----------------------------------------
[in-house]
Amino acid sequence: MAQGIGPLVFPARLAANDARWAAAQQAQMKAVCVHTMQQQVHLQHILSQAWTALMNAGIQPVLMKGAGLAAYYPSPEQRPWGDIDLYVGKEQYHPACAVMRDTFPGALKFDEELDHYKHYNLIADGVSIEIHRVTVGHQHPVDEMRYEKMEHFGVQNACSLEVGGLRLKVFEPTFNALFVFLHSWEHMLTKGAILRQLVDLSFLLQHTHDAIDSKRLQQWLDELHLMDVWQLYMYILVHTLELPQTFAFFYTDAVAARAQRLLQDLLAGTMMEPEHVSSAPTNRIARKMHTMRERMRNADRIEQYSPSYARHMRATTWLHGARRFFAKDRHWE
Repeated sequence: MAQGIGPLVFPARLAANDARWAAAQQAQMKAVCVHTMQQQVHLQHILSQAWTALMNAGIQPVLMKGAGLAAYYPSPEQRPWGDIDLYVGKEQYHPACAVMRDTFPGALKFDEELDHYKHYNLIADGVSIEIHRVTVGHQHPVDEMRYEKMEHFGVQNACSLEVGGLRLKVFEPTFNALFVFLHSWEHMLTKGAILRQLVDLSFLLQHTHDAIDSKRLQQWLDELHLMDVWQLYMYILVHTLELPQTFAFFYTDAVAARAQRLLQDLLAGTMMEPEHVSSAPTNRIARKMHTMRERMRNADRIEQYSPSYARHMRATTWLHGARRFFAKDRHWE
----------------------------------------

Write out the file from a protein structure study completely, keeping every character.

[in-house]
Amino acid sequence: MAQGIGPLVFPARLAANDARWAAAQQAQMKAVCVHTMQQQVHLQHILSQAWTALMNAGIQPVLMKGAGLAAYYPSPEQRPWGDIDLYVGKEQYHPACAVMRDTFPGALKFDEELDHYKHYNLIADGVSIEIHRVTVGHQHPVDEMRYEKMEHFGVQNACSLEVGGLRLKVFEPTFNALFVFLHSWEHMLTKGAILRQLVDLSFLLQHTHDAIDSKRLQQWLDELHLMDVWQLYMYILVHTLELPQTFAFFYTDAVAARAQRLLQDLLAGTMMEPEHVSSAPTNRIARKMHTMRERMRNADRIEQYSPSYARHMRATTWLHGARRFFAKDRHWE
Repeated sequence: MAQGIGPLVFPARLAANDARWAAAQQAQMKAVCVHTMQQQVHLQHILSQAWTALMNAGIQPVLMKGAGLAAYYPSPEQRPWGDIDLYVGKEQYHPACAVMRDTFPGALKFDEELDHYKHYNLIADGVSIEIHRVTVGHQHPVDEMRYEKMEHFGVQNACSLEVGGLRLKVFEPTFNALFVFLHSWEHMLTKGAILRQLVDLSFLLQHTHDAIDSKRLQQWLDELHLMDVWQLYMYILVHTLELPQTFAFFYTDAVAARAQRLLQDLLAGTMMEPEHVSSAPTNRIARKMHTMRERMRNADRIEQYSPSYARHMRATTWLHGARRFFAKDRHWE